Herb: Black Nightshade


Latin name: Solanum nigrum


Family: Solanaceae (Nightshade Family, Potato Family)



Medicinal use of Black Nightshade:

The whole plant is antiperiodic, antiphlogistic, diaphoretic, diuretic, emollient, febrifuge, narcotic, purgative and sedative. It is harvested in the autumn when both flowers and fruit are upon the plant, and is dried for later use. Use with caution, see notes above on toxicity. The leaves, stems and roots are used externally as a poultice, wash etc in the treatment of cancerous sores, boils, leucoderma and wounds. Extracts of the plant are analgesic, antispasmodic, anti-inflammatory and vasodilator. The plant has been used in the manufacture of locally analgesic ointments and the juice of the fruit has been used as an analgesic for toothaches.

Description of the plant:



Plant:
Annual


Height:
60 cm
(2 feet)

Flovering:
July to
September

Habitat of the herb:

Uncultivated and waste land. It is a common garden weed.

Edible parts of Black Nightshade:

Fruit - cooked. Used in preserves, jams and pies. A pleasant musky taste. Somewhat like a tomato, but much less pleasant, it improves slightly after a frost. Only the fully ripe fruits should be used, the unripe fruits contain the toxin solanine. The fruit contains about 2.5% protein, 0.6% fat, 5.6% carbohydrate, 1.2% ash. The fruit is about 9mm in diameter. Young leaves and new shoots - raw or cooked as a potherb or added to soups. This plant is cultivated as a leaf crop in some areas, but see the notes at the top of the page regarding possible toxicity.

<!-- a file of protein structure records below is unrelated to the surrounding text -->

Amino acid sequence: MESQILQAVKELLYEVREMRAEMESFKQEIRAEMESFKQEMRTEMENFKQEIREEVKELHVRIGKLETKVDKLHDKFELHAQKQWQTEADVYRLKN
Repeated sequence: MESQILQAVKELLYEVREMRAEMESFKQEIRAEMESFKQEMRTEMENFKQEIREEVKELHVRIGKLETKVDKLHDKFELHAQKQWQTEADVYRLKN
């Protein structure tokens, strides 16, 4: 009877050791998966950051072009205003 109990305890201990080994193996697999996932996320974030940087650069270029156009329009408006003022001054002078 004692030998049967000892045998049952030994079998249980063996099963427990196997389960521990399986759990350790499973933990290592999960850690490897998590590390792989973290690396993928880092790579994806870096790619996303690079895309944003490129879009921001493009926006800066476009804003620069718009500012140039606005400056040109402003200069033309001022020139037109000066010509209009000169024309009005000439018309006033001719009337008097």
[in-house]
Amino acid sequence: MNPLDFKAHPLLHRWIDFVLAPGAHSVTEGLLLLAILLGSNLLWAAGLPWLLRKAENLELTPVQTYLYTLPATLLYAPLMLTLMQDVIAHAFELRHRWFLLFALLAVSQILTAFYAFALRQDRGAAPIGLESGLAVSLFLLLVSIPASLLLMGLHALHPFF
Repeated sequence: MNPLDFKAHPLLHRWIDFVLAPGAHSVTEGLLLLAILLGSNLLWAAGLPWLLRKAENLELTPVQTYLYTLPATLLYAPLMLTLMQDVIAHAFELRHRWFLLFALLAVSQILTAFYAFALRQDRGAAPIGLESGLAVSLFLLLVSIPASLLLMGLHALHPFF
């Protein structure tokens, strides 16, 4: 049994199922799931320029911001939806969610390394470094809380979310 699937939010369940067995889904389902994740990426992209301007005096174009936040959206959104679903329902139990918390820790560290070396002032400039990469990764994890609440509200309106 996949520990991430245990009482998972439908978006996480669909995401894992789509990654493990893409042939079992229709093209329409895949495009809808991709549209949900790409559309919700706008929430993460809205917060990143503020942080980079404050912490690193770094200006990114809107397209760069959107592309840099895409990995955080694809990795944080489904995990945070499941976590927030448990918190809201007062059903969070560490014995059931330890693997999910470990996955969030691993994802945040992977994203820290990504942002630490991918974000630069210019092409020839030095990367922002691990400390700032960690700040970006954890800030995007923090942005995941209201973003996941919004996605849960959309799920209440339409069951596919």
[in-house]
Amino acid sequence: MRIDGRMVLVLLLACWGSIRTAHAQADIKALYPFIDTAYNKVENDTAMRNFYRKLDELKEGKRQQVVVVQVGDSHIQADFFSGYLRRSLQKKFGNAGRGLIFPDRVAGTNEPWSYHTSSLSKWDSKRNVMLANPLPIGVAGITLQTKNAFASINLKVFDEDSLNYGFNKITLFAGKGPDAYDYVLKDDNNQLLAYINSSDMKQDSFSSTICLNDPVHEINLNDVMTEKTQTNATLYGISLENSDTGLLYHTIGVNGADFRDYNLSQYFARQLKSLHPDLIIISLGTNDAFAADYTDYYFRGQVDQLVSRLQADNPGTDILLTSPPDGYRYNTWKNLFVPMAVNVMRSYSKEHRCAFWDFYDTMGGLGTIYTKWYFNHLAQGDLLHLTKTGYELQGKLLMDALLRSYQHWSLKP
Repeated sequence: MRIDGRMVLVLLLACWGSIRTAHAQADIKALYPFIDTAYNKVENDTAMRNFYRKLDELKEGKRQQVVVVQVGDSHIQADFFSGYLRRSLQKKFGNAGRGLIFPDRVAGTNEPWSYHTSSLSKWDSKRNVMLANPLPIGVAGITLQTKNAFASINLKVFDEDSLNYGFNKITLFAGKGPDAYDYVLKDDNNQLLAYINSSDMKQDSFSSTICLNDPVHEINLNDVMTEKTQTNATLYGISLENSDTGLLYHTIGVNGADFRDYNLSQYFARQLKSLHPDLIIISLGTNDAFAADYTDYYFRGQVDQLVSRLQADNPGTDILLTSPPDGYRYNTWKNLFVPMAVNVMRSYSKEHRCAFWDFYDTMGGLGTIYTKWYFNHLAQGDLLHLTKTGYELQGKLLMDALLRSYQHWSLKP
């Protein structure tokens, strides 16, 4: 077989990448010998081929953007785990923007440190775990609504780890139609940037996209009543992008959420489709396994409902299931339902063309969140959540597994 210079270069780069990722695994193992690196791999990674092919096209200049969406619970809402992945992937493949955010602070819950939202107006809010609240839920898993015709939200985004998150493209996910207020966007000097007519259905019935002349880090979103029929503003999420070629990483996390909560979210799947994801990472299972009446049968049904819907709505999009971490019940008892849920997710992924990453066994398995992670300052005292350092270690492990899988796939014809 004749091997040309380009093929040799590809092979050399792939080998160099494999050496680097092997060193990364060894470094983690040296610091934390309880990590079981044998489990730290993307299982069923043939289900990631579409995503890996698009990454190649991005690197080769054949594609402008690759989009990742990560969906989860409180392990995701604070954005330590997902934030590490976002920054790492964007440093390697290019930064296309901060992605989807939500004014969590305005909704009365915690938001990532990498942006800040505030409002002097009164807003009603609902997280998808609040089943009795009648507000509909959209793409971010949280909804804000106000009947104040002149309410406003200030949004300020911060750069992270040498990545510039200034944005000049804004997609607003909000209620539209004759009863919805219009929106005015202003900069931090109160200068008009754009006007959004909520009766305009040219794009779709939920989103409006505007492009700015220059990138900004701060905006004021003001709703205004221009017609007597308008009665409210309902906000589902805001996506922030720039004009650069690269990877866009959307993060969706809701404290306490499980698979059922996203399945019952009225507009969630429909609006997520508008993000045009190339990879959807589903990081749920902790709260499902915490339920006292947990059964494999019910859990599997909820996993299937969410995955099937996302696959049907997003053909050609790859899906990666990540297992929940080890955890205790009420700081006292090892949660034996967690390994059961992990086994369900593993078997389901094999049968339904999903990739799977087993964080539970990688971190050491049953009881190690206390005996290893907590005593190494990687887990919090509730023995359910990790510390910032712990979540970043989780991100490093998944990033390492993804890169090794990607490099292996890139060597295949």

Other uses of the herb:

This species has been found to be effective in removing PCB's from the soil and detoxifying them. The plant is more effective in doing this if it is infected with the bacterial parasite Agrobacterium tumefaciens.

Propagation of Black Nightshade:

Seed - sow spring in situ. The seed can also be sown in a greenhouse during the spring if required. Prick out the seedlings into individual pots when they are large enough to handle and plant out in late spring.

Cultivation of the herb:

Uncultivated and waste land. It is a common garden weed.

Known hazards of Solanum nigrum:

There is a lot of disagreement over whether or not the leaves or fruit of this plant are poisonous. Views vary from relatively poisonous to perfectly safe to eat. The plant is cultivated as a food crop, both for its fruit and its leaves, in some parts of the world and it is probably true to say that toxicity can vary considerably according to where the plant is grown and the cultivar that is being grown. The unripe fruit contains the highest concentration of toxins.

Plant information taken from the Plants For A Future.